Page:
Northwest Caucasian Languages: Ubykh

Extinct. The last Ubykh speaker, Tevfik Esenç, died in Istanbul at the age of 88 in 1992.

Ubykh is member of the Northwest Caucasian language family.

Until 1864 the Ubykh people lived along the eastern shore of the Black Sea in the area of Sochi (Russia, Krasnodarskiy Kray, northwest of Abkhazia). The entire Ubykh population left its homeland when Russia conquered the Muslim northern Caucasus in the 1860s. Most of the people migrated to Turkey.

The sound system is characterised by a large consonant inventory. Ubykh has more than 80 consonant phonemes. The basic set-up of the system is the phonological opposition between voiced vs. voiceless aspirate vs. voiceless ejective obstruents. The widespread use of secondary articulatory features multiplies the number of consonant phonemes. There are only two vowel phonemes: an open /a/ and a closed central vowel /ə/.

Ubykh has two formally marked cases: The ergative case is marked by -m and the absolutive case by -r. The ergative case is used with the subject of transitive ('agentive') verbs. The absolutive case is used with subjects of intransitive ('factitive') verbs and with objects of transitive ('agentive') verbs.

The Ubykh verb is polysynthetic and has an intricate morphology. The verb is the absolute center of the sentence and mirrors the syntactic structure of the sentence by means of incorporation. The conjugation is characterised by a split into transitive ('agentive') and intransitive ('factitive') verbs. The grammatical categories person, number, tense, mood, version, potentiality, comitativity, sociativity, reciprocity, and inferenciality are expressed on the verb. Agreement is marked by cross-referencing pronominal affixes. The verb can agree with subject, direct object, and indirect object at the same time.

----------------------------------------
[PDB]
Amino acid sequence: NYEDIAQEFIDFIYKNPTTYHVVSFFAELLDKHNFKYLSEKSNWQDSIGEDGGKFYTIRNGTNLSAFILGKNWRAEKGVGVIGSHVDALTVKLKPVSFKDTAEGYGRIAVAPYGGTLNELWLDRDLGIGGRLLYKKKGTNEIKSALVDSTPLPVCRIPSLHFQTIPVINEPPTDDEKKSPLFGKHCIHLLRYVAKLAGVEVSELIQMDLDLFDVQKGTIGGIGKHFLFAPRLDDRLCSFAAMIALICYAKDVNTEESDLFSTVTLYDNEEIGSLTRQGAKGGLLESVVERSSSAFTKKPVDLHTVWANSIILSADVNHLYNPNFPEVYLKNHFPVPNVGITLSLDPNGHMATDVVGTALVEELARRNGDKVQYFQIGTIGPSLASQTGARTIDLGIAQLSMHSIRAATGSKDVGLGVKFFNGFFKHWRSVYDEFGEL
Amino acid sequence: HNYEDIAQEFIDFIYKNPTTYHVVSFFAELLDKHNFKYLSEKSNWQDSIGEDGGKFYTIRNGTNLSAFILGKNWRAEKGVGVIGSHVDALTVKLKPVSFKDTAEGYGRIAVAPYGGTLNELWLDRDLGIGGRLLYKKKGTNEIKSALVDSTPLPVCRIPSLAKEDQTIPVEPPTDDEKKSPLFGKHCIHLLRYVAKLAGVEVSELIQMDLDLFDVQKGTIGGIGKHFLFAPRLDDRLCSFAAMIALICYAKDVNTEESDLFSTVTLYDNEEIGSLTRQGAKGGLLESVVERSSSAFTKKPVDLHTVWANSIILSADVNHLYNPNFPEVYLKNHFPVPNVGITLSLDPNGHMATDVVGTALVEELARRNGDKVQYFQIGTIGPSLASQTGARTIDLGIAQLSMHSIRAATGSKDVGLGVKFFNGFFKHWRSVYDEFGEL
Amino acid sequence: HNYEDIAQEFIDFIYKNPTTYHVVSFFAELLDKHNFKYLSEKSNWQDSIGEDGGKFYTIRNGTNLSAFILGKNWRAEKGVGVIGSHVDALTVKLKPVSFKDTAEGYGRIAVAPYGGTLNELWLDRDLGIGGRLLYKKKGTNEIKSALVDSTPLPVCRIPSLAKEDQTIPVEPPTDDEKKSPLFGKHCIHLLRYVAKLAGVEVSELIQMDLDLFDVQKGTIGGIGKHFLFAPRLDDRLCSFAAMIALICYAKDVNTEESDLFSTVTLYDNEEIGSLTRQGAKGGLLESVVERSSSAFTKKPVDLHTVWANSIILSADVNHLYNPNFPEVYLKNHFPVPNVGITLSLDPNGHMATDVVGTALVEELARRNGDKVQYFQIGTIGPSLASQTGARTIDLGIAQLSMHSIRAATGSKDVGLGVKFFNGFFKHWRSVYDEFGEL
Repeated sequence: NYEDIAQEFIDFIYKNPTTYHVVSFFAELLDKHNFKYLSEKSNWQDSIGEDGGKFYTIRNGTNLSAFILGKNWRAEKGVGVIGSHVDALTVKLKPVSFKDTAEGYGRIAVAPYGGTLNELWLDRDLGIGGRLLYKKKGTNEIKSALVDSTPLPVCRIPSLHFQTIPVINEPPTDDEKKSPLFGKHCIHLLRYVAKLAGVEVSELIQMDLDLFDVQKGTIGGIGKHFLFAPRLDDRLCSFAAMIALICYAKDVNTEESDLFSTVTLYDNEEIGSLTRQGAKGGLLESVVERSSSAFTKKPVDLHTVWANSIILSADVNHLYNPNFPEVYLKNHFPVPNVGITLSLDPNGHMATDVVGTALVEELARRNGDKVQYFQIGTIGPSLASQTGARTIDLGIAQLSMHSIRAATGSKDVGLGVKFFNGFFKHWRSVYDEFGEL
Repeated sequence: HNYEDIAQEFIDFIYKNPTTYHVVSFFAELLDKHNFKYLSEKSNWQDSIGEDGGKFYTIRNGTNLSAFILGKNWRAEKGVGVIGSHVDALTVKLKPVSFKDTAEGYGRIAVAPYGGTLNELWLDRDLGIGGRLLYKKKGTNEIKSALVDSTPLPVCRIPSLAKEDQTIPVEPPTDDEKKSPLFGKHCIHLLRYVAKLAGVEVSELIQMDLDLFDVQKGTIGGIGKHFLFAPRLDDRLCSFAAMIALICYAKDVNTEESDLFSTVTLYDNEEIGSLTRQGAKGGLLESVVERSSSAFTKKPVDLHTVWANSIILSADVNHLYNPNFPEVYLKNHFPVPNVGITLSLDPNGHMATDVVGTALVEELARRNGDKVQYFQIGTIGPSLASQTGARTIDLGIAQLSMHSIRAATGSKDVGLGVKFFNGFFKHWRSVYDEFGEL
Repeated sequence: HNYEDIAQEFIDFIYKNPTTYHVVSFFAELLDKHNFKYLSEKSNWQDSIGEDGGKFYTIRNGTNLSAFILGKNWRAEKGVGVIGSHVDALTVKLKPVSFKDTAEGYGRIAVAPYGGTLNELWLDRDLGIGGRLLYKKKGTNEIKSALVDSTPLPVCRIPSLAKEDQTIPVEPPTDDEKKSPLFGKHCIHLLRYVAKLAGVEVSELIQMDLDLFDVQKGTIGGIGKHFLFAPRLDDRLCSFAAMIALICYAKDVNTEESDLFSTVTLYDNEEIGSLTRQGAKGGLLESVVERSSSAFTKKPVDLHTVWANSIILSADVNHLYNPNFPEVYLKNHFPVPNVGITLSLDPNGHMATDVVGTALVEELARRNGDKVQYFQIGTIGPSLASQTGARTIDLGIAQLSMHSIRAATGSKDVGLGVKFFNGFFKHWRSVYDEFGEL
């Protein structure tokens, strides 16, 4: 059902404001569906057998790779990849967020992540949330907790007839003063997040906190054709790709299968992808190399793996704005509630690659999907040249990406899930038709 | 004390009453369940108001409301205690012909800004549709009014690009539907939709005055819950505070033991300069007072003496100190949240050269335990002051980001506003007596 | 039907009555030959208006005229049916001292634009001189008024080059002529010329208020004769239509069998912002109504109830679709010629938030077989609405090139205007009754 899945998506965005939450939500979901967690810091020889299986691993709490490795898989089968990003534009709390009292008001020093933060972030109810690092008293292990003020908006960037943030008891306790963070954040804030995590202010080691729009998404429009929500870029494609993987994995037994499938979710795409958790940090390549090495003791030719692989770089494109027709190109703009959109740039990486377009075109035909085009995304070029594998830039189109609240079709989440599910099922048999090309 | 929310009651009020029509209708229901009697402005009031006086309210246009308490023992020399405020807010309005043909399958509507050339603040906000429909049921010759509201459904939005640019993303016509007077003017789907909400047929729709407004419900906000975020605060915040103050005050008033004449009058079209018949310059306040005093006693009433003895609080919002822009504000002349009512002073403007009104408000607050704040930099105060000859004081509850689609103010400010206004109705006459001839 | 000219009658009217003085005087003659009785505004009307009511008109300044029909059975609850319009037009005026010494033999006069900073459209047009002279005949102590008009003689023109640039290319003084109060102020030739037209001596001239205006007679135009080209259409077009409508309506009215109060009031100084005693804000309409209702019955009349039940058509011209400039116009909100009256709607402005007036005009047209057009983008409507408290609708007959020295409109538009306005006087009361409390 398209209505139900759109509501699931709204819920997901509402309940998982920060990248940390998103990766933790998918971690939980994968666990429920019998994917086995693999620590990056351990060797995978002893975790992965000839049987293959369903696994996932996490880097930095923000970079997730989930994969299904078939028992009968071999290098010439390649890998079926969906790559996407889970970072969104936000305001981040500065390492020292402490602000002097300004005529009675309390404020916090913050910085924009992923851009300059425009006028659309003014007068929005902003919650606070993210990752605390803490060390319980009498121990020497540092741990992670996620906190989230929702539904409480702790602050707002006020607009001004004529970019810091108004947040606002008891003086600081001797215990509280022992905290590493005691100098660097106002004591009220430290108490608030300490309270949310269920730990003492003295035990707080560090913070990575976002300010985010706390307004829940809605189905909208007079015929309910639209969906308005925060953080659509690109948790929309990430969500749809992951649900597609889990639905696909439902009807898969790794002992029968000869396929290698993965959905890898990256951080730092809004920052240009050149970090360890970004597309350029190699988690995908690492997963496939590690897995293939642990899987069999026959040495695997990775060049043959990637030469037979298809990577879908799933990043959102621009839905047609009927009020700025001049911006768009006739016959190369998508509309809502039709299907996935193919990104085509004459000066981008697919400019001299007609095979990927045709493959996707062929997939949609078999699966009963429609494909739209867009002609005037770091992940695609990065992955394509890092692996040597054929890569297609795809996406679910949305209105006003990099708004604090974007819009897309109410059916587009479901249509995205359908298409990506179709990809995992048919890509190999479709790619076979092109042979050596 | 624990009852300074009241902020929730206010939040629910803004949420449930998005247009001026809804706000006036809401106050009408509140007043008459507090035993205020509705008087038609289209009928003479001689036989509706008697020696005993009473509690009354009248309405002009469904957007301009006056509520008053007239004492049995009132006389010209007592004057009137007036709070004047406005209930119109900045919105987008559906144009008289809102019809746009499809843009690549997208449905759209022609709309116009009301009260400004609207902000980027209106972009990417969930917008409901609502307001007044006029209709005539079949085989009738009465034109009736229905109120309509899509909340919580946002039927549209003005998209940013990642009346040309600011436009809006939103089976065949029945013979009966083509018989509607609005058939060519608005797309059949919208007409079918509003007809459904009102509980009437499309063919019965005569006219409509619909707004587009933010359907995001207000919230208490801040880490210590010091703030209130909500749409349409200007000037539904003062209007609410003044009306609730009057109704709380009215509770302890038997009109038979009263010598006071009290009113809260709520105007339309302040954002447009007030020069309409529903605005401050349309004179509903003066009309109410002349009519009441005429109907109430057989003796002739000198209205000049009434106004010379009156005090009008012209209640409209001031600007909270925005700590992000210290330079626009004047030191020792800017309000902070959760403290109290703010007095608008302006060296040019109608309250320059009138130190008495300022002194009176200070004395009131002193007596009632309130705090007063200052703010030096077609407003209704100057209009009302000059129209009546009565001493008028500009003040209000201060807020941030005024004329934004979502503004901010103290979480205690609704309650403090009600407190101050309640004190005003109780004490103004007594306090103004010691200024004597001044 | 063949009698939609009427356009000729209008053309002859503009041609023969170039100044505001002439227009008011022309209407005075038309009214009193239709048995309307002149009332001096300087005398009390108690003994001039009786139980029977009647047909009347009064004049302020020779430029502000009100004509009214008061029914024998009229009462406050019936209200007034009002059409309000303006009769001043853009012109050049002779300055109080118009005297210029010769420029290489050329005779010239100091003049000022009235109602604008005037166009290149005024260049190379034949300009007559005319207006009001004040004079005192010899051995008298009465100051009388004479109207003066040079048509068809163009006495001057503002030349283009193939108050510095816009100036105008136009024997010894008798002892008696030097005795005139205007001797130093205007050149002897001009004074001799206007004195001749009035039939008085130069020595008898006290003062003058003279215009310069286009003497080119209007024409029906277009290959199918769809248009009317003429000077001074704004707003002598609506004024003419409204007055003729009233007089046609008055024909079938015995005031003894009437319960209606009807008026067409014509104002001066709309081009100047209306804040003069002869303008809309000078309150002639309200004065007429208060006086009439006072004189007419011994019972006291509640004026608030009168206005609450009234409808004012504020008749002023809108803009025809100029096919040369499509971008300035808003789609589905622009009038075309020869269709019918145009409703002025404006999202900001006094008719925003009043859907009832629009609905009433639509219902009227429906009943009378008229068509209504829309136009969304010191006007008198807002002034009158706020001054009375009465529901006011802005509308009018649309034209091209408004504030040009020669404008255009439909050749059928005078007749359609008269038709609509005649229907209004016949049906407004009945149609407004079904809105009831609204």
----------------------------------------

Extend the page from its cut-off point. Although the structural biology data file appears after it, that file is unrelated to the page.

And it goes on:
Ubykh is an ergative language: intransitive subjects and direct objects are marked in the same way on the participants of the verb and on the verb, transitive subjects are treated differently.

Word-order is predominantly SOV, the possessor precedes the possessed, the adjective usually follows the head noun, relative sentences precede the head and the language has postpositions rather than prepositions.

George Hewitt's Ubykh Recordings from Turkey (1974)

In the course of 6 weeks spent in Turkey in 1974, Prof. George Hewitt made recordings of Circassian (mostly the Abzakh dialect but also some Shapsugh) in the Anatolian village of Demir Kapı and of Ubykh (mostly with Tevfik Esenç in Istanbul but also with some other elderly speakers in the village of Haci Osman Köyü). 

If you are having difficulty accessing the sound files, please use this link:

See also:

Tevfik Esenc George Hewitt Istanbul
Tevfik Esenc and George Hewitt, Istanbul, Turkey []